Rodney and I, as JR’s parents have seen it throughout these past six years. What we thought initially, as wishful thinking or what I call “Momma Wishing” is in fact confirmed.
The confirmation of JR’s improvements came in the form of the Childhood Autism Rating Scale, also known as C.A.R.S. The definition for the test can be found HERE. The scoring of the test is done by parents and the educational team. In JR’s case that would mean his teacher and behavioral consultant. JR’s testing shows marked improvement from just three years ago and huge improvement from JR’s first days (six years ago) at Vista.
He lags the most in expressive language which comes as no big surprise to any of us as he has never gotten functional language back after almost 10 years of some form of speech therapy, with most of it being delivered at Vista in the form of one hour sessions being delivered daily. We have a theory as to why there has been no marked improvement in this area but many gains in all other areas. We believe the vaccines have permanently damaged the speech center in his brain. And all though this is bad it is not the end of the world. Since JR has been using (May 2006 on loan from PaTTAN and getting his own via our school district in December 2007) the Dynavox communication system his communication issues have in fact been addressed.
His receptive language or what he understands has never really been a huge issue. Even when he was first diagnosed it took but five minutes of being with him for anyone to realize that he understood most of what was being said to him.
To be sure, there are other tests that are implemented for our children that do not show them in a very positive light. One of those is the Vineland Adaptive Behavior Scales also known as VABS. The definition for the test can be found HERE. This test is much harder for most parents to accept because, and this distinction is very important; the child with autism (this test can be used to establish the diagnosis) is being compared to his “typically developing same-aged peers”. When JR was given the test the first time (in 2000 and again in 2003 upon his enrollment to VISTA) he scored in the upper 70’s. Translated, that score put him in the moderately low adaptive range; which of course he was. Today he scores in the lower 50’s. Translated, he is in the low range of adaptive functioning when compared to his same-age peers. I don’t worry about this test too much anymore because of the fact that it does not paint an accurate picture.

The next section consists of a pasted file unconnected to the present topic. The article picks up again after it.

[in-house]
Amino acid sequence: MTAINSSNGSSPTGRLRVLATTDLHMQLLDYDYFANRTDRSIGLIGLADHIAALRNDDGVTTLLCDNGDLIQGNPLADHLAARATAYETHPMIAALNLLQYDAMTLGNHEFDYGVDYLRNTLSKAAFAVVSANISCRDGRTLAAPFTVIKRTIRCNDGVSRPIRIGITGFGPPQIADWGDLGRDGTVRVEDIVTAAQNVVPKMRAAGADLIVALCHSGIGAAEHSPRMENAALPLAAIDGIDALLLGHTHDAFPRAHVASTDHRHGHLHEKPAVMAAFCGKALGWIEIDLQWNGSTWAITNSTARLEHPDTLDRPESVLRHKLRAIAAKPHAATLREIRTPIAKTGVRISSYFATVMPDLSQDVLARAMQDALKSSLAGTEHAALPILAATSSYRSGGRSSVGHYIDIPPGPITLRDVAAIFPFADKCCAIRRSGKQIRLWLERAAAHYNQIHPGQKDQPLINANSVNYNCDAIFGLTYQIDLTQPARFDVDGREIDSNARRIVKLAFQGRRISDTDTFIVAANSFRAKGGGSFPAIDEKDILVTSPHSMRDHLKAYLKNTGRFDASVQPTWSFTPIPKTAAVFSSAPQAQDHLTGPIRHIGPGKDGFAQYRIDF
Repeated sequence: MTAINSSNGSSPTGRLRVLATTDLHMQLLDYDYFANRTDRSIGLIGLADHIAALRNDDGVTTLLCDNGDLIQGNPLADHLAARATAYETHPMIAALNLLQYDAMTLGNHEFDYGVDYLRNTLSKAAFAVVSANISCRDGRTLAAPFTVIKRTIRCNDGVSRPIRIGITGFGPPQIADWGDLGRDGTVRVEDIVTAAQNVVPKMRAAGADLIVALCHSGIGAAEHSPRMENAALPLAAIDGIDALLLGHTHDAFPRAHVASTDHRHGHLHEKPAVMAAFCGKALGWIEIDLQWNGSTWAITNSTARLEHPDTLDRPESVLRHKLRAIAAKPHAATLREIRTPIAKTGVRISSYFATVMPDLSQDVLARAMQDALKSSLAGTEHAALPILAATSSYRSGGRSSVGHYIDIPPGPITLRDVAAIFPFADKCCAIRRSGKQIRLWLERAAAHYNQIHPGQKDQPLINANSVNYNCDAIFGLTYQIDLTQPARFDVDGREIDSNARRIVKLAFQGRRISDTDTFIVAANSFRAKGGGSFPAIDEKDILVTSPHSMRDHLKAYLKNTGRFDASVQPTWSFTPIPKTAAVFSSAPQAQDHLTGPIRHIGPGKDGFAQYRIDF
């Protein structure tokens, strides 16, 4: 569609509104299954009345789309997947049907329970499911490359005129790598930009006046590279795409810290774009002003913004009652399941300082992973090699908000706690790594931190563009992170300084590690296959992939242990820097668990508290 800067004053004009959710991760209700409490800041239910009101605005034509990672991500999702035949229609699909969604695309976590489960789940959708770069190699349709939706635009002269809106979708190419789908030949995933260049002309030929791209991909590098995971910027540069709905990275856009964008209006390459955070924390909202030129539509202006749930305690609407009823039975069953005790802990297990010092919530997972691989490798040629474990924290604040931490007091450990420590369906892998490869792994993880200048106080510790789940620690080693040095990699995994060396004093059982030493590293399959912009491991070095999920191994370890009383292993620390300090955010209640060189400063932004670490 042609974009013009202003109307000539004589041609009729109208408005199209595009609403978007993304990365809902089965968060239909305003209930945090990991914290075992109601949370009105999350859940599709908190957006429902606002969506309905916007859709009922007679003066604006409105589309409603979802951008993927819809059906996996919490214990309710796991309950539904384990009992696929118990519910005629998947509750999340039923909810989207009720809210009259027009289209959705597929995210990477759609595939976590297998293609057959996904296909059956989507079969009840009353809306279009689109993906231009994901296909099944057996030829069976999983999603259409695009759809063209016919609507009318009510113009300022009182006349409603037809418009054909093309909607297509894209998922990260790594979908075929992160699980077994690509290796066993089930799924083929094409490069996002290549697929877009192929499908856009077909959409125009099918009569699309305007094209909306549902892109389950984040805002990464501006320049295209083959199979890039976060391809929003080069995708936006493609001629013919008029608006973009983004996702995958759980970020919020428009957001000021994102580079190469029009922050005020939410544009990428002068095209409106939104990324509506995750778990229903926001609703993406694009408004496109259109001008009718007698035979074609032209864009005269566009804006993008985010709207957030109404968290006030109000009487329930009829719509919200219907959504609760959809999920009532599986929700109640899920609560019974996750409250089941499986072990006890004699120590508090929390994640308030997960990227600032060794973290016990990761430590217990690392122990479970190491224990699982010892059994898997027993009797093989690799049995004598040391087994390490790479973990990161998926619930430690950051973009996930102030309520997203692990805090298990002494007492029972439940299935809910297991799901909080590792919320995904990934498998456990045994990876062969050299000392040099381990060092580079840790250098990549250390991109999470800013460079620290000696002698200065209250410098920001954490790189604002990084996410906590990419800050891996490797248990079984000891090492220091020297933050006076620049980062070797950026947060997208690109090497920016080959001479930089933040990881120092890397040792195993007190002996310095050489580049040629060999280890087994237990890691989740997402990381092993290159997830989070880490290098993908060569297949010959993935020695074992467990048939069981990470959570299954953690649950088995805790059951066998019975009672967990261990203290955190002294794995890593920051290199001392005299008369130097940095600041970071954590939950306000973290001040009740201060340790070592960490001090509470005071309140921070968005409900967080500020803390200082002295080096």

The next standard test given to our children is called the Gilliam Autism Rating Scale also known as GARS. The definition for this test can be found HERE. Again, this is a test to determine the diagnosis of autism. The test can also be utilized to measure a student’s progress as a result of specialized programming. The big difference between this test and the CARS and VABS test is that this test is administered by JR’s school in the educational setting only. Parent input is not a part of this test. That is a choice that Vista by made so as not to inundate parents with large amounts of paperwork. The GARS-2 can be administered to parents in a home environment as well. The results I believe are more objective (or should be) than with the other two tests. Based simply on the logic that teachers and behavioral consultants are suppose to be more objective than we, the parents.
The next and final test is called the Scales of Independent Behavior-Revised also known as SIB-R. The definition for this test can be found HERE. This test is again performed by both parents and the behavioral consultant. Again it is based on the norm and the child is compared to his typical peers. And all though JR did fairly well with this test I don’t give this one any more credence than I do the Vineland test. A child with autism can be tested in many ways but the one true test is the one that gages his progress from year to year.
*Thanks to Lauren Herrold Bredickas for clarification on some points*